Controlled human infection models can be helpful to study pathogenesis and immune responses as a basis for the development of vaccines. In controlled human infection models, human challenge agents are used to infect healthy volunteers, therefore, ethical considerations include that the exposure studies need to be safe and results should be meaningful, e.g. contribute to a better cure. Both in the US and in Europe, the level of Good Manufacturing Practice required is related to the phase of the study (‘sliding scale Good Manufacturing Practice’), and, hence, is much more open to speedy drug development than anticipated. Recommendations included: the development of guidelines for human challenge agents; a focus on strain selection, in particular with regard to strain infectivity, stability and purity; the use of whole genome sequencing; a reference repository of challenge agents, the need for early exchange with regulators to ensure acceptability of strain selection and manufacturing for later drug development; sharing of models and challenge agents.
Bibliographical noteFunding Information:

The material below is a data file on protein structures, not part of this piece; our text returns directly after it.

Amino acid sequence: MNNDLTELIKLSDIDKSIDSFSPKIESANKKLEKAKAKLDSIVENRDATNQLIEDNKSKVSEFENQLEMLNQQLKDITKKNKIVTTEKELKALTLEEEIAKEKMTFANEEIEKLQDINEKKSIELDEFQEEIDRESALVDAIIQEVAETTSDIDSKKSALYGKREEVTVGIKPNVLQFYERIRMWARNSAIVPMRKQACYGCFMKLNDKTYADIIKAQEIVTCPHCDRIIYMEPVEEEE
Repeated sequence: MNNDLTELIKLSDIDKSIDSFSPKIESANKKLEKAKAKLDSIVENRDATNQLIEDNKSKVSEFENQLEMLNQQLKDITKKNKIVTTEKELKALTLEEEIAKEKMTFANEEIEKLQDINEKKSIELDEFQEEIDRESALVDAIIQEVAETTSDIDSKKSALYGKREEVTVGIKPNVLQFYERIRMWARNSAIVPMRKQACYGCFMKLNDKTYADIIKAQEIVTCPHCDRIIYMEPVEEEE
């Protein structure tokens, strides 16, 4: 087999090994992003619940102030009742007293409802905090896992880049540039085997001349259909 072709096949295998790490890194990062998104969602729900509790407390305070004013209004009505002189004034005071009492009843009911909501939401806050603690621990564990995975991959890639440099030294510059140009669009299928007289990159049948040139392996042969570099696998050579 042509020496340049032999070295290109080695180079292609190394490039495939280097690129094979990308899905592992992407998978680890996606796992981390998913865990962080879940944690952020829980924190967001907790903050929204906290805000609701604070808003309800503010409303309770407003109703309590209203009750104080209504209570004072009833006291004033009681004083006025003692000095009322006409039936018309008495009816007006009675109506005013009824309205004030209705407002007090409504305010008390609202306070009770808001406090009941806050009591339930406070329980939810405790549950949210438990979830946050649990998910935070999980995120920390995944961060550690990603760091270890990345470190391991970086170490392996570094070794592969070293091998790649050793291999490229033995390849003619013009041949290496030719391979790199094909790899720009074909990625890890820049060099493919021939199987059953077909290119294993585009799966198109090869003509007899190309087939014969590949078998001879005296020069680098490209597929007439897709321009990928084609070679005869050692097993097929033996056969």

Development of the pertussis CHIM is supported through a European Union Innovative Medicines Initiative project, PERISCOPE. The first step was the selection of a strain that was representative of current European disease isolated and was well characterized in laboratory studies. Strain B1917 was selected and used for the production of a GMP challenge stock [ 24 ]. Phase A of the CHIM development was determination of the standard inoculum dose, resulting in B. pertussis colonization in at least 70% of the exposed subjects without causing disease. Colonization in 70% of subjects was chosen to avoid a saturating dose and so that the immune status of subjects who are or are not colonised could be compared to understand the immune correlates of protection against colonization. Secondary objectives were to characterize: the microbiological dynamics after challenge; the effectiveness of azithromycin therapy; pre- and post-challenge B. pertussis-specific immunity in volunteers; and environmental shedding of B. pertussis following nasal inoculation. Of note, nasal wash was more sensitive that per-nasal swabs used in pertussis diagnosis, probably due to the larger area sampled. Furthermore, it is a less invasive technique and preferred by participants. This study showed that a dose of 10 5 colony forming units would consistently result in 80% colonization [ 25 ], with only minor symptoms reported. Furthermore, seroconversion occurred in some but not all colonised individuals. Azithromycin treatment resulted in complete eradication within 48h in 88% of the colonised individuals and no environmental shedding was detected [ 25 ]. Hence, the next phase will be an outpatient study.